On Thu, Dec 11, 2008 at 08:59:40AM +0000, Russell King wrote:
> > Hacky patch that mlock()s rpmdb's environment mmap(2)s,
in order to
> > attempt to avoid spurious rpmdb corruption issues on Linux that seem
> > to be somehow related to pagein/pageout occuring.
The relevent questions are:
1. which kernel version is this occuring with?
2. what device is the swap on?
3. which drivers are being used?
This issue goes back to May 2007 or so, when I noticed db4 corruption
when using rpm. I started digging into it, and ran into an issue with
fsx-linux, which you reported to linux-arch@ here:
Unfortunately, the issue seen with fsx-linux turned out to be unrelated
to the rpm db4 corruption issue.
I applied the hacky rpm db4 database mlock() patch (which was never
meant to go upstream!) to see if that would make it go away, and it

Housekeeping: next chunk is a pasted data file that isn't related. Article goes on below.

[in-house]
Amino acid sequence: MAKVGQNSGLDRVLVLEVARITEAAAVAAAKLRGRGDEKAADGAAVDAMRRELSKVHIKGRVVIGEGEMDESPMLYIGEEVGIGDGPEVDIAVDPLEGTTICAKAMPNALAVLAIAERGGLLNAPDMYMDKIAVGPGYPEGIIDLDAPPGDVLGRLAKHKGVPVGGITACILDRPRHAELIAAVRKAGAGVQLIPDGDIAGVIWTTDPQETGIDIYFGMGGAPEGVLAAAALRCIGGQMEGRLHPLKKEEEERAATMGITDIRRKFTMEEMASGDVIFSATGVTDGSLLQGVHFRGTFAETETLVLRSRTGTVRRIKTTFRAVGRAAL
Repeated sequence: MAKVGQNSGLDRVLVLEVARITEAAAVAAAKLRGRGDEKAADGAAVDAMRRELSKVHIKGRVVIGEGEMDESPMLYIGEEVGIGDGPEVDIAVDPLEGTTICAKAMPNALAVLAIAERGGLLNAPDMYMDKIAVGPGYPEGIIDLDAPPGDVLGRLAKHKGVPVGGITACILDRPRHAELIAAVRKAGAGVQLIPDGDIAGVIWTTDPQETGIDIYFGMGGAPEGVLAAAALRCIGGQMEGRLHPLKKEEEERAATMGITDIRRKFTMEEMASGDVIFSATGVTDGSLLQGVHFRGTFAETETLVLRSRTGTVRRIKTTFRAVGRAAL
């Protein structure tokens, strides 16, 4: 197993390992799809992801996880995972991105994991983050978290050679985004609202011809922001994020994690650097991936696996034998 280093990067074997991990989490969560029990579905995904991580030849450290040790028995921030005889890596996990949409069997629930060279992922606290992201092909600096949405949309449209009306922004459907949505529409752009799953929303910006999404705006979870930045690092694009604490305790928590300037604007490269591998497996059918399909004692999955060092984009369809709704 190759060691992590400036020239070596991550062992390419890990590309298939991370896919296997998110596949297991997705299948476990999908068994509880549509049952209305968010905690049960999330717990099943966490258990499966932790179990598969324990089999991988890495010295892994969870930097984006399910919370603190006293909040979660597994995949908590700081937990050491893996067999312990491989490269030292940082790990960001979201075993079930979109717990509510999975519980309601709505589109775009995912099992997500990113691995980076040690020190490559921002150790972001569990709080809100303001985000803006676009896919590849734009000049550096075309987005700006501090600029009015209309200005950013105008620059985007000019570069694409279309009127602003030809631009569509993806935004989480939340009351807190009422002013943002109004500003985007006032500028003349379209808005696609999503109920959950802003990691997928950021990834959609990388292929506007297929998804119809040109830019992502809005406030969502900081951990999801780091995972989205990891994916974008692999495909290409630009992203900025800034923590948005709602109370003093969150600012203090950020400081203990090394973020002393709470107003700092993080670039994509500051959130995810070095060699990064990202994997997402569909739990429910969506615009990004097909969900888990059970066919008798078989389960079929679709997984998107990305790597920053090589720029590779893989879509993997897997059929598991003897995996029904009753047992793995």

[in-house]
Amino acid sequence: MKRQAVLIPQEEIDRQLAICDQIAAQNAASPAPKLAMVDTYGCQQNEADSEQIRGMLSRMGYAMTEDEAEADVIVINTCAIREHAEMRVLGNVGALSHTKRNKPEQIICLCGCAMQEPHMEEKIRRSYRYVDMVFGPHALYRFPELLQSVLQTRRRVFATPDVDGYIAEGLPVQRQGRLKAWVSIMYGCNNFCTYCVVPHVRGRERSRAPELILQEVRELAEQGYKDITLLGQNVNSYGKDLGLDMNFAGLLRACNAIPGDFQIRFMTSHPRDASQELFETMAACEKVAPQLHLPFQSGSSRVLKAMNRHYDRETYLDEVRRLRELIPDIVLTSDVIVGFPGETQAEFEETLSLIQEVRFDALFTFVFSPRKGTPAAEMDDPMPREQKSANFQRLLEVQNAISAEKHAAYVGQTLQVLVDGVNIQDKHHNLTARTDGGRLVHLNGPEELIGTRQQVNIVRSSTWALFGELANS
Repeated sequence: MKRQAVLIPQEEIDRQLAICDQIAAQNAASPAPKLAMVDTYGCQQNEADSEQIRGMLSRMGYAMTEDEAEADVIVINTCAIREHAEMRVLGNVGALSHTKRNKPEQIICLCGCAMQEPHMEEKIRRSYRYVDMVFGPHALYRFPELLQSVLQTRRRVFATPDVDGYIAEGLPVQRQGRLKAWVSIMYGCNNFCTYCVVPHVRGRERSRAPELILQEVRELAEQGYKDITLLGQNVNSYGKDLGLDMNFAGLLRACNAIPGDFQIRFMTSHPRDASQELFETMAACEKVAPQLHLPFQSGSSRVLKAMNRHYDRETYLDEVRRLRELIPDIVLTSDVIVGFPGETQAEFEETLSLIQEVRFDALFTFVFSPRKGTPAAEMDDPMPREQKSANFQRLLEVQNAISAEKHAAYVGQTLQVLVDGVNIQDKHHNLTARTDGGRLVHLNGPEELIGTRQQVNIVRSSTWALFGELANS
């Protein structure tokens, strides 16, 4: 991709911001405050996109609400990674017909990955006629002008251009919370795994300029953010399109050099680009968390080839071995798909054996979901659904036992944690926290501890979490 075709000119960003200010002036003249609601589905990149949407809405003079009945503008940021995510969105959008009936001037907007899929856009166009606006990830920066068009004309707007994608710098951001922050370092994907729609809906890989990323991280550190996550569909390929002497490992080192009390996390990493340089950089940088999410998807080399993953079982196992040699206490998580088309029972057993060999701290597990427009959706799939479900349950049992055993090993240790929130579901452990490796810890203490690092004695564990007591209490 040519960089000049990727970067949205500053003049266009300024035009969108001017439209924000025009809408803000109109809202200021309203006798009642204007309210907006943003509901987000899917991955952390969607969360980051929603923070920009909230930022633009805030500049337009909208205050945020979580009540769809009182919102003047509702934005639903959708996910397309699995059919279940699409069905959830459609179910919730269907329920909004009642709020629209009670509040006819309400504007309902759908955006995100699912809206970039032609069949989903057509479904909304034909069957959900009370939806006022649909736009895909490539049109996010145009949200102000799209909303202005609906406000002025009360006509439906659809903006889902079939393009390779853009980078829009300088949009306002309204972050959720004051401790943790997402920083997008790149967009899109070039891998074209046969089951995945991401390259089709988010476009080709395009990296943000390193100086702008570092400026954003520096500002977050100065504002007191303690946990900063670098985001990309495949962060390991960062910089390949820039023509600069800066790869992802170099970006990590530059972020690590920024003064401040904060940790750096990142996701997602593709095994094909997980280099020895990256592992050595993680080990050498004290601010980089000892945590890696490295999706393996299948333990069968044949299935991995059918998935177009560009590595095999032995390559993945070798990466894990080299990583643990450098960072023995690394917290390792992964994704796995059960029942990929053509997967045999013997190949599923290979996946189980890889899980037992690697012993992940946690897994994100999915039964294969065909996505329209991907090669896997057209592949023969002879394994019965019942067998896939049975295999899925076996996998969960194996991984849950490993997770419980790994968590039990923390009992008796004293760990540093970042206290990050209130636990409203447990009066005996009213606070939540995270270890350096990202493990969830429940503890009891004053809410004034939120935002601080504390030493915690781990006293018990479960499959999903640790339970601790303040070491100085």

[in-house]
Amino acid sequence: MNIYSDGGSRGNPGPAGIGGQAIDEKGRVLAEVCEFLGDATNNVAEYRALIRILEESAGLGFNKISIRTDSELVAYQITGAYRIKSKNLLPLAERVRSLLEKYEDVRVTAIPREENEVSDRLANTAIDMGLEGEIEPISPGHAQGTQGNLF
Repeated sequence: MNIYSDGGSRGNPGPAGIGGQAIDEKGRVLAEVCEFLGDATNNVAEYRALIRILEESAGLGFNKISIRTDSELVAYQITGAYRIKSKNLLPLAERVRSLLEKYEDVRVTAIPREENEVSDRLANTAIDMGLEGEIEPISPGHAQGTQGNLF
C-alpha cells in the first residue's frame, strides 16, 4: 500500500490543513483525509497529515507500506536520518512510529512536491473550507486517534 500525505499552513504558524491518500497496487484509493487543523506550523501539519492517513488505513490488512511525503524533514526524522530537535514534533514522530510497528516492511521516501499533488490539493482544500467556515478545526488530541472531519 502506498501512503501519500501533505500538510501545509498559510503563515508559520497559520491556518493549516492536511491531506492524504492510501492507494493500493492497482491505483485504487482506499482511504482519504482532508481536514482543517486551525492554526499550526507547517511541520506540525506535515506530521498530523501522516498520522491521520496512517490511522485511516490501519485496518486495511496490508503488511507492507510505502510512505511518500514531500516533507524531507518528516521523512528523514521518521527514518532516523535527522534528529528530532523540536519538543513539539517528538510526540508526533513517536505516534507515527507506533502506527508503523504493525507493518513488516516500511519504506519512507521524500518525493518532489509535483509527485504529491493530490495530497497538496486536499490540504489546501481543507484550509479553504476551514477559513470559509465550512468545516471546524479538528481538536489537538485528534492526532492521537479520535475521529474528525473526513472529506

seems to have made it go away, since I haven't managed to reproduce
it since and haven't had any reports about it since.
Without the mlock patch, the corruption would happen even in
qemu-system-arm, an environment in which cache aliasing effects don't
exist, so I abandoned the theory of it being a cache aliasing issue at
the time and theorised that somehow a dirty page was having its dirty
data discarded and an older stale copy being swapped back in, although
I've never been able to prove this -- after spending a week
unsuccessfully trying to hunt it down at the time I haven't spent any
more time on it since. (And everyone I mentioned this to seemed to
agree that shared writeable mmap() is icky and yuck and booh and "hard
to get right", and that didn't increase my motivation to look into it
I don't even know if it's an issue anymore in recent kernels. I don't
even know if it's (assuming that it _is_ indeed a kernel issue) an
arch/arm issue or a kernel-wide issue that simply occurs more often on
ARM because ARM systems generally have less memory and therefore
generally have more memory pressure. (There's certainly enough reports
of rpm database corruption on x86 as well, but in almost every report
there are more factors involved, such as people Ctrl-C'ing and killing
rpm processes as they are manipulating the database, etc.)